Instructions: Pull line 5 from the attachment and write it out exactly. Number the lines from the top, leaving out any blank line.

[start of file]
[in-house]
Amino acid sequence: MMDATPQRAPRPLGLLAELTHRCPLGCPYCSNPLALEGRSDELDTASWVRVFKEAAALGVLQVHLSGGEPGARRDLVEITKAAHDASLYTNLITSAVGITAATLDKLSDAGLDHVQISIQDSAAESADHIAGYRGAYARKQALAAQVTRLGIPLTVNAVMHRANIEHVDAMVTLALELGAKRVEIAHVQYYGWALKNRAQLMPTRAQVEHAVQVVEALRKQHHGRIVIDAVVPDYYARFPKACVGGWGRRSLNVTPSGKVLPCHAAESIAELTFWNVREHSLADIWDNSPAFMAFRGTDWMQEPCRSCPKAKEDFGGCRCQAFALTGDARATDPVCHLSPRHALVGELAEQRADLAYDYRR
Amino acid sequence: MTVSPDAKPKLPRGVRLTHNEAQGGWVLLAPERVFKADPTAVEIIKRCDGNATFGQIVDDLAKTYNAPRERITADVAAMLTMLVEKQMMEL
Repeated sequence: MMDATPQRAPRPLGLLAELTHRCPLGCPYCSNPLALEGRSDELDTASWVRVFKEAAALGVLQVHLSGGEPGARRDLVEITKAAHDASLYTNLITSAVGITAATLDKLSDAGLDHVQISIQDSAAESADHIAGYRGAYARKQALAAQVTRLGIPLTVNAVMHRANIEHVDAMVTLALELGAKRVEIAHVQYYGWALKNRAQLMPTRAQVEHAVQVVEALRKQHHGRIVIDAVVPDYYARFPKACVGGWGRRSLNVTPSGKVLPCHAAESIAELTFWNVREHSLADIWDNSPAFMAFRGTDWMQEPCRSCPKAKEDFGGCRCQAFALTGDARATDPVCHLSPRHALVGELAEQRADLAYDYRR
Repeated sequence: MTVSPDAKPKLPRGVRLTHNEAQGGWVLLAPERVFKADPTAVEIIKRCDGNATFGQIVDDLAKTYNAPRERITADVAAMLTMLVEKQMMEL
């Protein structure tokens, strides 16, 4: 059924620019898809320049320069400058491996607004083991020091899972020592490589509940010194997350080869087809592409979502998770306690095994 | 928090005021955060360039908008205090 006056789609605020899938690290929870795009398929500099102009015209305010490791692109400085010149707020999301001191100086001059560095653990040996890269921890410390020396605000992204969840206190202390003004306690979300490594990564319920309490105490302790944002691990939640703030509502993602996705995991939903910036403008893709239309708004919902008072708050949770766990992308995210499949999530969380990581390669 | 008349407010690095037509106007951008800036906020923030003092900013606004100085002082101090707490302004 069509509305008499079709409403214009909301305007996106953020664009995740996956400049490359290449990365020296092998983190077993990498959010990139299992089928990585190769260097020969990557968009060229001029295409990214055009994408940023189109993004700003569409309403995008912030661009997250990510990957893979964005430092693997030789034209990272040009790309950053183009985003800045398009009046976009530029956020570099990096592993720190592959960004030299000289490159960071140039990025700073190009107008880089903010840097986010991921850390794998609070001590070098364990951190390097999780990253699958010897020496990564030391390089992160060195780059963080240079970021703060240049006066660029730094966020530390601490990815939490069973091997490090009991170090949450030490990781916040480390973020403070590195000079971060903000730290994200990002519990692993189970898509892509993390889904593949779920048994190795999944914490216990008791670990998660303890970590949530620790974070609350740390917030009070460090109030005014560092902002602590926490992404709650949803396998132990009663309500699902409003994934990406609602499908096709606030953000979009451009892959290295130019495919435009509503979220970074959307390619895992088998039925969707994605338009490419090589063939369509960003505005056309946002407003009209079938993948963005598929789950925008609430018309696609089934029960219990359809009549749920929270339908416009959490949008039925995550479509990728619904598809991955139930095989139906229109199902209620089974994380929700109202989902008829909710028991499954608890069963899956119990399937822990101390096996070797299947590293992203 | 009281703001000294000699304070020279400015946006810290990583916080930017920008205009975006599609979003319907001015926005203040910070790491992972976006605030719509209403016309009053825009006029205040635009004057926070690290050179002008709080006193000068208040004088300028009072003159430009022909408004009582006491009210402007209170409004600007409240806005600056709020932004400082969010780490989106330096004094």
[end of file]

Repeated sequence: MTVSPDAKPKLPRGVRLTHNEAQGGWVLLAPERVFKADPTAVEIIKRCDGNATFGQIVDDLAKTYNAPRERITADVAAMLTMLVEKQMMEL